The unthinkable has happened. COVID-19 is here and has changed the way we practice medicine, probably forever. Even though the effects of this pandemic are scary and far-reaching, there are ways we can use this time to reexamine the way we do things and use this as a catalyst to make the way we take care of patients more efficient, more practical, and more convenient.
How can we still take care of patients in this new world? As medical professionals, we are obligated to find ways to provide immediate care that is safe for our patients and their families, and for ourselves. The best protection we have from COVID-19 is social distancing, and we are unlikely to go back to previous ways of interacting with each other for a long time. Luckily, we now have the technology to do much of medical care, if not most, virtually. Is seeing a patient virtually better than seeing them face to face? Right now it is. Eventually, the answer may become; some of the time, but not always. We have become used to having the patient come to our office for an appointment, having the patient travel to get labs, travel to get tests. We expect the patient to do everything during “regular business hours,” and we take for granted that it is also the patient and parent’s responsibility to miss work, miss school, or arrange childcare, so that they can follow our orders for their care. In pre-pandemic days, it was not unusual for a patient in Texas to travel 2-4 hours each direction for a 20 or 30-minute office appointment with a doctor in a medical center, or to come for an elective stay in the hospital for multiple nights to perform a video-EEG evaluation. If the patient is a child with disabilities, this can mean bringing wheelchairs and equipment, and many risks and inconveniences. During this time of pandemic, we can no longer make these assumptions, and we are finding ways to bring what the patient needs to them, in their home. Being forced by the pandemic to bring medical care to the patient and family makes us wonder: was that really the best way to do things anyway?
For some situations, yes, the patient needs to be physically examined by a medical professional, an MRI cannot be done at home, and surgeries have to be performed in an operating room. But the pandemic has made us realize that most patient visits and exams can be done by telemedicine, with the patient at home or close to home, on their smartphone or other devices, which almost all patients now have (regardless of socioeconomic status). Blood draws can be done at the patient’s home, prolonged video-EEGs can be done at home, medical professionals can consult remotely and discuss patient management by video conferences. This pandemic has also forced the rest of healthcare to change– telemedicine will now be reimbursed like an in-person visit. Finally, we are able to come to terms with what was already true: technology has made travel less necessary, and has in many ways, removed distance and location as a barrier to quality medical care.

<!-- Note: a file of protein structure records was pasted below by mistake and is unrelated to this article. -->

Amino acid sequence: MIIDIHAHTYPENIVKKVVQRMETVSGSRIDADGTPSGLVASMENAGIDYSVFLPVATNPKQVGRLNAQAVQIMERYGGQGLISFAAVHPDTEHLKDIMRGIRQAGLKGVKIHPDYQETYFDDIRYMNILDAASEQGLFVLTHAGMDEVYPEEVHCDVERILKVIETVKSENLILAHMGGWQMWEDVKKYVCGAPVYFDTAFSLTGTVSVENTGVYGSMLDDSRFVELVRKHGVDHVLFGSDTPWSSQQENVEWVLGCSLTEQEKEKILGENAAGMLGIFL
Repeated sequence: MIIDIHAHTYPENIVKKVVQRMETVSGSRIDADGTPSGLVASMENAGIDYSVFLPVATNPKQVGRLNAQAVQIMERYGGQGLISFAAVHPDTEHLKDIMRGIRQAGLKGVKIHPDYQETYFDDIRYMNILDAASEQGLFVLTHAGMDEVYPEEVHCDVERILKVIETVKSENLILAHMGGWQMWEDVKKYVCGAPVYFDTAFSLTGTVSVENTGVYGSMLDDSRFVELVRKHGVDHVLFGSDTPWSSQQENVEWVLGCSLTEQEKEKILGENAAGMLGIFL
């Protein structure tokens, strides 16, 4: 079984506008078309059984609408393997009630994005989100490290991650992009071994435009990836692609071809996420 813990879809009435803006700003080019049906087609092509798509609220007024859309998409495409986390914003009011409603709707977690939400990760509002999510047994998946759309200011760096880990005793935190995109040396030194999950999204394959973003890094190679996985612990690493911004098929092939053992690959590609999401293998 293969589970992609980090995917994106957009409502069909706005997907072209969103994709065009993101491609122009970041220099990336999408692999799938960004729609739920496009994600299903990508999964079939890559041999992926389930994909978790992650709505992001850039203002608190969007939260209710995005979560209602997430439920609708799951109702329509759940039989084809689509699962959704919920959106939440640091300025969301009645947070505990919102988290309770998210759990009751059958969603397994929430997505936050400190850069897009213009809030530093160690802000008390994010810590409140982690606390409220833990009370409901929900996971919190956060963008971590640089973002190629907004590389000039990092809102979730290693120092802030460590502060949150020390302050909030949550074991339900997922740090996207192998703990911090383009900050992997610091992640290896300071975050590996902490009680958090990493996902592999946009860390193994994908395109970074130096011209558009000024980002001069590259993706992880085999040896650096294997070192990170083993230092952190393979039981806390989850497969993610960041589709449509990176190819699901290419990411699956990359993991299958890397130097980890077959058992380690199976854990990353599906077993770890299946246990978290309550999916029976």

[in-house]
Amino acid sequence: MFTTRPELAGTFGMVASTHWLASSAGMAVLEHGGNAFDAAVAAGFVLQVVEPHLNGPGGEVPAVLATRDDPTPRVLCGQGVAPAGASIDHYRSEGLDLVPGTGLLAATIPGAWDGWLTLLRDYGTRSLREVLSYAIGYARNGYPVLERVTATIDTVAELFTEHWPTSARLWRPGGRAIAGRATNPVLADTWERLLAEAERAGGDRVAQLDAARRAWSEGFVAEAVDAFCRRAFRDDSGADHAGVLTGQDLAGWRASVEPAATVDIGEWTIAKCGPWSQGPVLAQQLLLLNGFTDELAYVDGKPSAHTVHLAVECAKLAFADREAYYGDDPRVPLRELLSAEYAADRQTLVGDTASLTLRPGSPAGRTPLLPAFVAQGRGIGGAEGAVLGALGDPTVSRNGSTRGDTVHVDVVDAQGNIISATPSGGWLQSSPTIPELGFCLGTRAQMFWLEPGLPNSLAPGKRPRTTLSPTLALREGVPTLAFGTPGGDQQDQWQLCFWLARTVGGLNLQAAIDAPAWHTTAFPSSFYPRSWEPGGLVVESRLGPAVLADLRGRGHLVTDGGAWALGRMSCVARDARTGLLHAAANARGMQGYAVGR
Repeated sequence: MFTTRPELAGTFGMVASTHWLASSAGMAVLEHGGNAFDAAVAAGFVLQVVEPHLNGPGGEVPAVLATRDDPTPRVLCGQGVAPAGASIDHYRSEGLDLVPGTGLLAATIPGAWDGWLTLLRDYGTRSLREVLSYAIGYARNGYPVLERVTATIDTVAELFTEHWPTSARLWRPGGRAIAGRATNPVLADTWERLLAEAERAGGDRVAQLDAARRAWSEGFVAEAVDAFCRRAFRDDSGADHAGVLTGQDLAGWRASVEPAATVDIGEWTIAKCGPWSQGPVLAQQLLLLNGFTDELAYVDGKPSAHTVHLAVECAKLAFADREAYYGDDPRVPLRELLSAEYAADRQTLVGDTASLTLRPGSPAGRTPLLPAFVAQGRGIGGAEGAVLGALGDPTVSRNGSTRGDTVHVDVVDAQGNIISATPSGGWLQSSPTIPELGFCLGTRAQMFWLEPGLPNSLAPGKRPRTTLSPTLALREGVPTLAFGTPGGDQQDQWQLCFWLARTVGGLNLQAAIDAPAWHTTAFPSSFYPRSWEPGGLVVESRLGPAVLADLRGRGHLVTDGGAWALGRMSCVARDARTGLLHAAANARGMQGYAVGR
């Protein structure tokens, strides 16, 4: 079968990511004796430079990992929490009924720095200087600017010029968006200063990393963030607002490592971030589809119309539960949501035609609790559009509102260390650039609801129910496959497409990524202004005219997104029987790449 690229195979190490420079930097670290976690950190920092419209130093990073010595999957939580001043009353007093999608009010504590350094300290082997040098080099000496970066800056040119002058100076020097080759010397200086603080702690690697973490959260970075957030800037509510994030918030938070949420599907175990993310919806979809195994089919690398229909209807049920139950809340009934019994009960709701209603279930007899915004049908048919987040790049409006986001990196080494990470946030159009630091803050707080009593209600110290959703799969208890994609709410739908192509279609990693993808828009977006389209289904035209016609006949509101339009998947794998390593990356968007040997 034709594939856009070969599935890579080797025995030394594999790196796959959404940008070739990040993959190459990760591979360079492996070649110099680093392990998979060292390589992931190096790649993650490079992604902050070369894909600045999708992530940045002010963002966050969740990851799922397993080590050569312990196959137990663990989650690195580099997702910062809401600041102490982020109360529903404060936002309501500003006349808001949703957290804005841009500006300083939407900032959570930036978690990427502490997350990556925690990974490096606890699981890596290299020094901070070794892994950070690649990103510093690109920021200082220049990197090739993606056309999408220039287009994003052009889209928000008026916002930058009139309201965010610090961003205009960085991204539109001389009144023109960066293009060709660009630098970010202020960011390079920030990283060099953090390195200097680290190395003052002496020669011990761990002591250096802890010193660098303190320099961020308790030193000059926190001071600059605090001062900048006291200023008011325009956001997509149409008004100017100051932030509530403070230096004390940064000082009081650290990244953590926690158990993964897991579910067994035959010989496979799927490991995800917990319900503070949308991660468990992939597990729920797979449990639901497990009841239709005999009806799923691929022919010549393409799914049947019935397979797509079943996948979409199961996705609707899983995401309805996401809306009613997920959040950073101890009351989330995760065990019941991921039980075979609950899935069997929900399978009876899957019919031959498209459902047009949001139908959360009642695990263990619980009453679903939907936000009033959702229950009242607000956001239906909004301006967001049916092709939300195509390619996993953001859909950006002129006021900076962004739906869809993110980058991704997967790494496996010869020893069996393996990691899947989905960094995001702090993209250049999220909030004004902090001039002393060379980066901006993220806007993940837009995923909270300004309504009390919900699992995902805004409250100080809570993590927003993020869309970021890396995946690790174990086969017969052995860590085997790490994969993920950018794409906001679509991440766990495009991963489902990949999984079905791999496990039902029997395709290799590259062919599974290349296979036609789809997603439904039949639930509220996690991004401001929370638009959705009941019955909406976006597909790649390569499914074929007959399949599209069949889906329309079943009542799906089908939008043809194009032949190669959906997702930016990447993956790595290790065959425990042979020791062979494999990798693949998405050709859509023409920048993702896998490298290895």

Although encouraging our patients with epilepsy and their families to stay home right now is the best thing providers can do to minimize their risk of infection and the risk of community spread of COVID-19, it is important for us to keep in mind that staying home brings new risks to children with epilepsy. Parents may be trying to work from home or dealing with new unemployment. Children are expected to attend school remotely, but now lack the structure of school and organized activities. This combination often results in family stress, changes in schedule or lack thereof, missed medication doses, or disrupted sleep patterns, all of which can increase stress, and the risk of seizures for the child or adolescent with epilepsy. These factors can also contribute to increased risks of domestic violence in the home, as well as child abuse, substance abuse, and suicidality.
Children and adolescents with epilepsy have 4-10 times the incidence of anxiety, depression, and other psychiatric problems, compared to children and adolescents without epilepsy. Unfortunately, many pediatric epilepsy patients with these co-morbidities go undiagnosed. We must be especially vigilant in our current circumstances of the pandemic, to screen carefully for symptoms of anxiety and depression, and to be aware of the substantially higher risks of these in our patients.
Beyond inquiring about seizure frequency, during our virtual visits it is also important to emphasize medication compliance and timing, encourage regular sleep schedules and stress reduction techniques, and to screen for parental and family distress. Reassure your patients and their families that epilepsy does not convey a higher risk of infection with COVID-19. If a child with epilepsy does develop symptoms such as fever, cough, sore throat, or diarrhea, the best way to reduce the chance that this will precipitate seizures is to control fever with acetaminophen or ibuprofen, keep them well hydrated, let them rest, and make sure they take their anticonvulsant medications as scheduled. Refilling prescriptions in 90-day supplies when possible is also a step that will help ensure compliance and relieve anxiety.
Making the effort to educate, prepare, and reassure your patients and families, whether by telephone, telemedicine, text, or email, can go a long way towards preventing accidents and trips to the emergency room, and decreasing family stress. Sometimes it takes a crisis to facilitate change. This is an opportunity for all of us in the epilepsy community to embrace change for the better: to use technology to better serve our patients, to be more aware of psychiatric co-morbidities, and to incorporate regular screening techniques and advice about stress reduction into each encounter with our pediatric epilepsy patients and their families.